What are the causes and consequences of expensive oil? The first question is posed in this article, and answered surprisingly well by a neoclassical economist. He understands the relationship between the price of oil and economic growth, and he hints at constrained supply while also expressing irrational exuberance about continued economic growth. As an economist, …
Prescription for the Planet was written by Tom Blees and published in 2008. It was recommended to me, with a strong sense of urgency, by a couple friends. It is written in a very compelling style, which is too bad because it suckers people into the kind of wishing thinking for which we’ve become infamous …
If Ben Bernanke and the fools at the Fed actually thought the industrial economy was recovering, they’d jack up interest rates. When the prime rate is up around 5%, you’ll know the industrial economy is back on track. Alternatively, you can monitor the extinction rate of non-human species.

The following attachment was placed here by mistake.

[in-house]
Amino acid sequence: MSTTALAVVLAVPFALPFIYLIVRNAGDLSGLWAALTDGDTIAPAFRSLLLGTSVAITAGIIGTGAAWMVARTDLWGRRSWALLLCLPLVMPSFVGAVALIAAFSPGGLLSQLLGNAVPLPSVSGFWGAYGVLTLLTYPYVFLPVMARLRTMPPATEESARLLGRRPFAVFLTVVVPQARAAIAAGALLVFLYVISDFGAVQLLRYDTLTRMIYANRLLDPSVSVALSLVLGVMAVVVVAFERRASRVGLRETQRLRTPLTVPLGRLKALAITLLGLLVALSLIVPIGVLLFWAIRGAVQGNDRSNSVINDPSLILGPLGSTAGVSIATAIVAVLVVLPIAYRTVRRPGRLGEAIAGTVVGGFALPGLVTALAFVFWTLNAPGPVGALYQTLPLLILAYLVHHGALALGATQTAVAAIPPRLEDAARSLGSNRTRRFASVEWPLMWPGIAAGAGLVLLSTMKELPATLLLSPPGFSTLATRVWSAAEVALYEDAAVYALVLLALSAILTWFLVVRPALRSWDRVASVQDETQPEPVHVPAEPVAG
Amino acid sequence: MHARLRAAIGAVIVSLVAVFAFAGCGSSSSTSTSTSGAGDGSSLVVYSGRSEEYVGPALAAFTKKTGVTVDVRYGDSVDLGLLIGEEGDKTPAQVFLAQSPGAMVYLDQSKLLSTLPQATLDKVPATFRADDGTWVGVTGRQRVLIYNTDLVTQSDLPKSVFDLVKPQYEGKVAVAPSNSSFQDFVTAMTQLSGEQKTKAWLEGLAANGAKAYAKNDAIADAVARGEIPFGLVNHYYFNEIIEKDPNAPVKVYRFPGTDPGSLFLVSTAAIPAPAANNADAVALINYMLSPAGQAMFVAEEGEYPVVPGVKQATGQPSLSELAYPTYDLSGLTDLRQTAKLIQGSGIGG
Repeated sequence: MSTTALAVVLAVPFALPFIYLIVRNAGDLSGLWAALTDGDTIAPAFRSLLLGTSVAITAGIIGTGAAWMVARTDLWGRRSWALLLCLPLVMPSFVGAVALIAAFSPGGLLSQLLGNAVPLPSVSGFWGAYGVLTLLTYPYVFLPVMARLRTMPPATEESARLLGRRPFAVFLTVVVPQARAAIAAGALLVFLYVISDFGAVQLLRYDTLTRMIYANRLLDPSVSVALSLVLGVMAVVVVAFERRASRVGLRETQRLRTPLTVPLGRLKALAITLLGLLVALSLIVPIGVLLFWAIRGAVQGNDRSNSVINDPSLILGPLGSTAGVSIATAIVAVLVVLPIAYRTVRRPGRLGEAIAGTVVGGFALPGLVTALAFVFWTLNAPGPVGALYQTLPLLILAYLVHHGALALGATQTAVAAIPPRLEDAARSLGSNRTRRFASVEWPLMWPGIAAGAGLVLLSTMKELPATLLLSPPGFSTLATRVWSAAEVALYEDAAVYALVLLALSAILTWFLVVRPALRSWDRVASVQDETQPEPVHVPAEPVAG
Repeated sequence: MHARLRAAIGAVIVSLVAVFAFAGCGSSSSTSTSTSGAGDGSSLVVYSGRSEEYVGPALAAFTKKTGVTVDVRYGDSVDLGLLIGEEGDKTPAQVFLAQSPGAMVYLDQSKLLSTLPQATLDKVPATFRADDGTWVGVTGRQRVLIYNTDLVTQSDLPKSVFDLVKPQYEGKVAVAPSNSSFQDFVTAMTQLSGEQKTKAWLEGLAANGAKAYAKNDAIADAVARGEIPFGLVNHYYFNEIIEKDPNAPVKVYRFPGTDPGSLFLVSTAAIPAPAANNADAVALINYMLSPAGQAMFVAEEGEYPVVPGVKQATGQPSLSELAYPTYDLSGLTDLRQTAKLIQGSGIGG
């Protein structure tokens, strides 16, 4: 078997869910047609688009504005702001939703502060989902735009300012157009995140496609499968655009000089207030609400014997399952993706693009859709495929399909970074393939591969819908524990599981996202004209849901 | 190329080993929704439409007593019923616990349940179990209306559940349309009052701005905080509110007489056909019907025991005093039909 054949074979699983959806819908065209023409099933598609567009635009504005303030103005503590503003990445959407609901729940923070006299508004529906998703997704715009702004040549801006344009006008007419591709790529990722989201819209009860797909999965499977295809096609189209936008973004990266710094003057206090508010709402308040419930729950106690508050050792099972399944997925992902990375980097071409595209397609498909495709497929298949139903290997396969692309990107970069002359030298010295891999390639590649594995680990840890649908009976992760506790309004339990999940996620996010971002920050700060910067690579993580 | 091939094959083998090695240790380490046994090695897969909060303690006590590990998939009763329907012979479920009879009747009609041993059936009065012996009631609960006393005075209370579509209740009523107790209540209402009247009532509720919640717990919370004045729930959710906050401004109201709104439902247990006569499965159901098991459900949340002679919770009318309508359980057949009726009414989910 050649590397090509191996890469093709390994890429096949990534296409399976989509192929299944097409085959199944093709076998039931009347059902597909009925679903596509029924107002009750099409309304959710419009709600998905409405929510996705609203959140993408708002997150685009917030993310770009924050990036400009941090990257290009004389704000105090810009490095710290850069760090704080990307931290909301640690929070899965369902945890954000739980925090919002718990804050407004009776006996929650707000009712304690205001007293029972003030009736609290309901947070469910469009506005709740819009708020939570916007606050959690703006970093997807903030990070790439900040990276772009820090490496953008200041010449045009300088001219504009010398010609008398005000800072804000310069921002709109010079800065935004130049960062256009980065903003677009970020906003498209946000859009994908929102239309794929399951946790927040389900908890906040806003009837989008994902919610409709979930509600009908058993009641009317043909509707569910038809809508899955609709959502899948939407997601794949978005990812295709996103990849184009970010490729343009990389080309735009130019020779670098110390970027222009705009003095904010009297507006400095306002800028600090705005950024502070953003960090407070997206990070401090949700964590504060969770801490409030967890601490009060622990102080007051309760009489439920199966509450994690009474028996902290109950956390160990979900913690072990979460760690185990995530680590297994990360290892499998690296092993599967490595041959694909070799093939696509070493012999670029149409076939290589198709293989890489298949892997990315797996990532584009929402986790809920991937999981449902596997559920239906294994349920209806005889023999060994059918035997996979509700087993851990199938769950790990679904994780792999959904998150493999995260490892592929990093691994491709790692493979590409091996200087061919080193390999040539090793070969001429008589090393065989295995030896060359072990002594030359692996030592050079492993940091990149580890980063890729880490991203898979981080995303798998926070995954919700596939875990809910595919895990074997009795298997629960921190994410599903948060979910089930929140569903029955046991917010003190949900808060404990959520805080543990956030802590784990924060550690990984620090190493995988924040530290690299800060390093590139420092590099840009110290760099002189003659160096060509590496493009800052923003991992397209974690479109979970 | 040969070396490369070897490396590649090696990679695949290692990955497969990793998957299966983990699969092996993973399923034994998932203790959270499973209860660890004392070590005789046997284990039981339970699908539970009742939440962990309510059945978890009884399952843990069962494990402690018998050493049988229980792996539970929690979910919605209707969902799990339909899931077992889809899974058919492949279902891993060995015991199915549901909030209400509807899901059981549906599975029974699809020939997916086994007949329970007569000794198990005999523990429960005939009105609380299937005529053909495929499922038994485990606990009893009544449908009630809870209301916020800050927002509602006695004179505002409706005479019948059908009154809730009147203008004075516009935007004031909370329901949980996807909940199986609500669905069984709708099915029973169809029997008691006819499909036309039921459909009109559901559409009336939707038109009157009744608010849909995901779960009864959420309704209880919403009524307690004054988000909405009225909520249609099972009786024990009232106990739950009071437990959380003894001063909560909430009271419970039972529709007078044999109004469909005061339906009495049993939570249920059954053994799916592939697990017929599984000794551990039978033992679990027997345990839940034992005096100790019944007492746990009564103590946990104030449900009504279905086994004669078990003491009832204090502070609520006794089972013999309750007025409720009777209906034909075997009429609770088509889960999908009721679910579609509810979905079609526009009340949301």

Balance is a central tenet of Buddhism, foundational to the four noble truths and the eight-fold way. Balance is a superb notion and I strongly support, for individuals at least, balance, moderation, and many other principles of Buddhism. Indeed, had Buddhism found roots in this country a couple hundred years ago, we probably would have avoided, or at least delayed, the series of catastrophes we now face. But with fewer than one percent of the American population dedicated to Buddhism, it’s a little late for balance and moderation to work their magic at the scale of this country, much less planet Earth.
As should be clear by now, industrial humans — or at least our “leaders” — have chosen not door number one (ecological collapse) and not door number two (economic collapse), but both of the above.
On the other hand, Ty’s loneliness in a crowded world, induced by his intellect and his passion for the planet, remind me of an email message I received a few months back from a brilliant former student. It included this pithy line, which says, better than I ever have, my oft-felt sentiment: “Despite overpopulation I find the world a lonely place.”
My talk to archaeologists focused on peak oil and the associated collapse of civilization. Turns out archaeologists love to study the collapse of civilization, with a minor exception: They aren’t particularly keen on hearing about the collapse of their own civilization.